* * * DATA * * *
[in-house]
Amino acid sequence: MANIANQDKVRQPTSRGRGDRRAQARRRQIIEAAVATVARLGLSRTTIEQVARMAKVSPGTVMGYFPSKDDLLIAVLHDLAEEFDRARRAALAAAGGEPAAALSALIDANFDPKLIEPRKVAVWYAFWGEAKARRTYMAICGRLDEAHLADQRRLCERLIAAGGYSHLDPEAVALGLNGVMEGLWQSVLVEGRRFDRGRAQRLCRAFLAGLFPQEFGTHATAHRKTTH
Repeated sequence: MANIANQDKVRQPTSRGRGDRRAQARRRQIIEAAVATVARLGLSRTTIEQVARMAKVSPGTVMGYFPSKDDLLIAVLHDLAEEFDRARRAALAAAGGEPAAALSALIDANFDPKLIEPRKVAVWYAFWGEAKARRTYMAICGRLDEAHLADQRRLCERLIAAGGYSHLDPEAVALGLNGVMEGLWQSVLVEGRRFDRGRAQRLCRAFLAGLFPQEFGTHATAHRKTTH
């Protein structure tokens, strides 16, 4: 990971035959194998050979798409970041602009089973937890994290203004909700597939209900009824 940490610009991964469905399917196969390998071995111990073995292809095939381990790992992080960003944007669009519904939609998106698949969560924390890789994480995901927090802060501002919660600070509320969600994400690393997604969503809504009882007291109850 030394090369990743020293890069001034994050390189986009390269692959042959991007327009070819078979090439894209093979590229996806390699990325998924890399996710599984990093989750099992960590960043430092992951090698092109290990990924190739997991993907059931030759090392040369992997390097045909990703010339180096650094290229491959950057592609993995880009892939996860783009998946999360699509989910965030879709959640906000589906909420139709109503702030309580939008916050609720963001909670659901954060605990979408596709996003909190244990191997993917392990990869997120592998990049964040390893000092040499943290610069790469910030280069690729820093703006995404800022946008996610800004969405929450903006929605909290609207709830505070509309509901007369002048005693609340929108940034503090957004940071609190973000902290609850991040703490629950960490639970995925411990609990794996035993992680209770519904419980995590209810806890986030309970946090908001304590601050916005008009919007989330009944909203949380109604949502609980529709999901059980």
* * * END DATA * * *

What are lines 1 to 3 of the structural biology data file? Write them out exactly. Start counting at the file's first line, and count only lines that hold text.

[in-house]
Amino acid sequence: MANIANQDKVRQPTSRGRGDRRAQARRRQIIEAAVATVARLGLSRTTIEQVARMAKVSPGTVMGYFPSKDDLLIAVLHDLAEEFDRARRAALAAAGGEPAAALSALIDANFDPKLIEPRKVAVWYAFWGEAKARRTYMAICGRLDEAHLADQRRLCERLIAAGGYSHLDPEAVALGLNGVMEGLWQSVLVEGRRFDRGRAQRLCRAFLAGLFPQEFGTHATAHRKTTH
Repeated sequence: MANIANQDKVRQPTSRGRGDRRAQARRRQIIEAAVATVARLGLSRTTIEQVARMAKVSPGTVMGYFPSKDDLLIAVLHDLAEEFDRARRAALAAAGGEPAAALSALIDANFDPKLIEPRKVAVWYAFWGEAKARRTYMAICGRLDEAHLADQRRLCERLIAAGGYSHLDPEAVALGLNGVMEGLWQSVLVEGRRFDRGRAQRLCRAFLAGLFPQEFGTHATAHRKTTH